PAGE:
Regarding your answer to KC, just FYI GRX 10s is like the latest Tiagra 10 4700. The rear mechs are basically 11-speed, and the shifters pull different cable pull amounts than other Shimano road 10s shifters.
So, the Shiftmate for Shimano 10s road won’t offer the right adjustment.
In reply to KC you wrote:
“The chart shows no compatibility of the GRX RX400 10-speed shifter with a BR-8100 single-piston XT brake caliper. You’re on your own on this; you could always try and see what happens. Brake carefully when trying it.”
I can confirm that it works. In fact, every hydraulic Shimano brake caliper since at least 2011 until today works without any restrictions with every brake lever / brifter of that same period. It’s truly choose and mix as you like. The piston diameter in the BR-M8100 caliper is exactly the same 22 millimeters as in all their Flat-Mount calipers up until the latest 11-speed generation (BR-R9170, BR-R8070, etc.).
For their 12-speed flat-mount calipers (BR-R9170 and BR-R8170) Shimano reduced the piston diameter to 21 mm, and they’re no longer made from ceramic. (I suppose it’s because of that 9 percent reduction in piston area that they claim the pad retraction has increased by 10 percent compared to their previous calipers, although piston travel and hydraulic ratio are not strictly correlated.)
I guess you can still combine those 12-speed calipers with older brifters and vice versa, as a 9 percent change isn’t dramatic, but the lever stroke and firmness of the lever will be different.
By the way, even their truly excellent 4-piston calipers like BR-M9210, BR-M8120, BR-M8020, … down to the BR-MT520 – they’re technically all the same – work perfectly with road bike brifters, as they have the same hydraulic ratio. (Which is no wonder as both the 2-piston and the 4-piston calipers are officially compatible with the same mountain bike brake levers.)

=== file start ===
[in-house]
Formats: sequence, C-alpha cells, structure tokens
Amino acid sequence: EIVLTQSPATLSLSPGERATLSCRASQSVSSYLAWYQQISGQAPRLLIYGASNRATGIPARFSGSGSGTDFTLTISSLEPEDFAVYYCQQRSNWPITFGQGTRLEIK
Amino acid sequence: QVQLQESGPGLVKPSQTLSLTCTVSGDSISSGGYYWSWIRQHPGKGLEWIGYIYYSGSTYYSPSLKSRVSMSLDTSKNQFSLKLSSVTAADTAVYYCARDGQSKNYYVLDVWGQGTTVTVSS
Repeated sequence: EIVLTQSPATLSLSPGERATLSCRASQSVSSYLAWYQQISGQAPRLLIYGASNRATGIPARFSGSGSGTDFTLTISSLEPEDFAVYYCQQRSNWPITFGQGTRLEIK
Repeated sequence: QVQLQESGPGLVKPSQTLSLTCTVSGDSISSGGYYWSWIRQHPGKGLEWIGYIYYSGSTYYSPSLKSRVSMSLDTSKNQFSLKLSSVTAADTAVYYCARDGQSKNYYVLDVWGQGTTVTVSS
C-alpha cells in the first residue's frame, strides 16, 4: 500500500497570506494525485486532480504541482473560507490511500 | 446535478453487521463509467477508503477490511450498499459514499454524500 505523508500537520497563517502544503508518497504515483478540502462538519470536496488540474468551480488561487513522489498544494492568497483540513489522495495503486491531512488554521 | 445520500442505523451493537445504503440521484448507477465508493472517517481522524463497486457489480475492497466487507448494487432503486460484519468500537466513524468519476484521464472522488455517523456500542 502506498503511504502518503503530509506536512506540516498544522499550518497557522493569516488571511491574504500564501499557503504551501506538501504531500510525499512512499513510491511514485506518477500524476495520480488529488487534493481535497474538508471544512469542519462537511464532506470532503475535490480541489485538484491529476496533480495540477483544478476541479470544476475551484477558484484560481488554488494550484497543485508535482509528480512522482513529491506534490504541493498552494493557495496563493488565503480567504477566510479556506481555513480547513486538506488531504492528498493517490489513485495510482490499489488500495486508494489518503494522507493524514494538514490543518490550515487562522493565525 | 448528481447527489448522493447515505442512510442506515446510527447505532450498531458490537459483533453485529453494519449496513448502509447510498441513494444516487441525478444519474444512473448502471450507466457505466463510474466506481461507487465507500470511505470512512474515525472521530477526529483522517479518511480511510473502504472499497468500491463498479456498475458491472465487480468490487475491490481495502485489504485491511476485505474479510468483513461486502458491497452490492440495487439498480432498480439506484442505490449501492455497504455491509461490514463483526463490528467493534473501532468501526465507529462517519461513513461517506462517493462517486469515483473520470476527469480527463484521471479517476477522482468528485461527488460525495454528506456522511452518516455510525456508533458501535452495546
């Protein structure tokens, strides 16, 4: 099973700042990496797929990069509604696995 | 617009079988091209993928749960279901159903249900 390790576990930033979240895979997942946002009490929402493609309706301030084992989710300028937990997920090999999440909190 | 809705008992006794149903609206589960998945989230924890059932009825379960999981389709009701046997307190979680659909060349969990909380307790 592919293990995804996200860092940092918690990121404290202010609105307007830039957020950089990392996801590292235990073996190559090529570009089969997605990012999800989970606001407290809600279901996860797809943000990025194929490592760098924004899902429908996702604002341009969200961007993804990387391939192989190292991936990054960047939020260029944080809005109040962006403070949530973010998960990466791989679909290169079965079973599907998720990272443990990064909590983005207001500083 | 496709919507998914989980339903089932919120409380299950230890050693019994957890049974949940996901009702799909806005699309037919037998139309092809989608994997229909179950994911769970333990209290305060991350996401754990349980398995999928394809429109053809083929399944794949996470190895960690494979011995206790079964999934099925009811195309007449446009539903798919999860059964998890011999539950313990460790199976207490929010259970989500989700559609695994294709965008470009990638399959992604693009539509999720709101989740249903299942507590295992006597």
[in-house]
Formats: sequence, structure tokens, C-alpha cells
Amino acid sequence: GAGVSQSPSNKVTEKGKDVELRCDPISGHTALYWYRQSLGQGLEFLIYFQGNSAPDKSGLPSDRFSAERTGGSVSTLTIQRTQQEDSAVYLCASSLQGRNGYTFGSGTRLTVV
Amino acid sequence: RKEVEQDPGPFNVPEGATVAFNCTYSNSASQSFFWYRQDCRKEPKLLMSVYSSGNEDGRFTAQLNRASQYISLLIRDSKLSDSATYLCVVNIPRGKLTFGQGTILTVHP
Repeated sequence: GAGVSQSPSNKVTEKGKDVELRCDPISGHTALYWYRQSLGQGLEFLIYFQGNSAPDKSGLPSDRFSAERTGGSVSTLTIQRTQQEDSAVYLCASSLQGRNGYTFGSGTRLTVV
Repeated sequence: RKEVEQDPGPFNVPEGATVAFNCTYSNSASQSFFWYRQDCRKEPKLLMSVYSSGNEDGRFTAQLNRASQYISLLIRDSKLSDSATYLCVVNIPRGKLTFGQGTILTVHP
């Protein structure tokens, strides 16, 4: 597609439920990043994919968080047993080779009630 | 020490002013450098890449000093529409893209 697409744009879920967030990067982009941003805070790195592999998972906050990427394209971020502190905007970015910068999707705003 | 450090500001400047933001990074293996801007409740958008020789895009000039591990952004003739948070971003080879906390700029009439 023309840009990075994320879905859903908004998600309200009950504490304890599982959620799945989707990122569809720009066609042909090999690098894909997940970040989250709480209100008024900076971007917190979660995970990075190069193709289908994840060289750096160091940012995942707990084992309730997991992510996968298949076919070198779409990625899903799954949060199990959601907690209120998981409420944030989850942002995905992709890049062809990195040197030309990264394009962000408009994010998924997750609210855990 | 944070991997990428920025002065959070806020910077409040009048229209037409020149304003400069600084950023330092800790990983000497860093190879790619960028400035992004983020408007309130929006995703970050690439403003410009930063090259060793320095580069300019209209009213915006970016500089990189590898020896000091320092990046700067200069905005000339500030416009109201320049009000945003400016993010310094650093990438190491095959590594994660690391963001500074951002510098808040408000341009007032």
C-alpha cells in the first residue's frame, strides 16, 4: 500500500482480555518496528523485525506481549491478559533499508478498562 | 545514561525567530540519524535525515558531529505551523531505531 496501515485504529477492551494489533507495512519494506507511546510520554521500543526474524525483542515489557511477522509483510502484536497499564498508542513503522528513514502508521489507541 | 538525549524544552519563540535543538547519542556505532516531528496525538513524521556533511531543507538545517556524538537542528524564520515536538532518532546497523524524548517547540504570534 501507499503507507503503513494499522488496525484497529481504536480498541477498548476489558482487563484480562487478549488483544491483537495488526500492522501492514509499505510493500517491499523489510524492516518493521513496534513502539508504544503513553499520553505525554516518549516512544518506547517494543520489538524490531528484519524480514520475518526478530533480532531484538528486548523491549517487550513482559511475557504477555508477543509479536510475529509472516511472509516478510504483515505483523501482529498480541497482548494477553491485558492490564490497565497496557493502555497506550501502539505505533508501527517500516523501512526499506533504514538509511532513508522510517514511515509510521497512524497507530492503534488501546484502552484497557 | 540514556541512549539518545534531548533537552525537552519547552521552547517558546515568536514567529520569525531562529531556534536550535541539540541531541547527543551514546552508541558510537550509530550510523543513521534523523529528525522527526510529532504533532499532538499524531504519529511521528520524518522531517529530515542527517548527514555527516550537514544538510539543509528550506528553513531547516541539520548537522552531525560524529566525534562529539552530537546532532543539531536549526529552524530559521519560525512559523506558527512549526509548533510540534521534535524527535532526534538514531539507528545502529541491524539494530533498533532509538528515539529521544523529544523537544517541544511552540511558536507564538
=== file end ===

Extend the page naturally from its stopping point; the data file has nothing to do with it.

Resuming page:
In 2018 I have started testing BR-M9120 on one of my gravel bikes and now run ST-RX815 and ST-R785 combined with BR-M9120 on all road and gravel bikes. After testing them thoroughly, we also installed that combination on some customers’ bikes in the past few years. For guys who love descending or need a lot of perfectly controllable braking power because of their bikes’ system weight, it’s addictive how well that combination works. As a nice side effect their much longer pads live much longer and they don’t get as hot as the tiny ones in the Flat-Mount caliper pads. Maybe something you would like to recommend to some of your extra tall customers.
Absolutely agree with Jobst Brandt’s ideas on flats.
I’m flatting much less since retiring – much less predawn, wet weather, and in-town rides.
One of the worst flats I’ve had was inflicted by an “industrial” (single edged) razor blade, which the front tire flipped up just perfect for the back tire slice; I heard the front tire slap it. I was late to work that day …
My guess is there’s many more steel-belted tire shards on the roads than other small metal hazards, however, I believe the nails, small screws and staples tip up easier and find their way in better as well. Staples, all kinds, are king here on the Central Coast of California (per my experience), as the dreaded puncture vine is still a rarity; glass bits are a close second.
Lennard Zinn, our longtime technical writer, joined VeloNews in 1987. He is also a custom frame builder and purveyor of non-custom huge bikes , a former U.S. national team rider, co-author of “The Haywire Heart,” and author of many bicycle books including “Zinn and the Art of Road Bike Maintenance,” “DVD, as well as “Zinn and the Art of Triathlon Bikes” and “Zinn’s Cycling Primer: Maintenance Tips and Skill Building for Cyclists.”
He holds a bachelor’s in physics from Colorado College.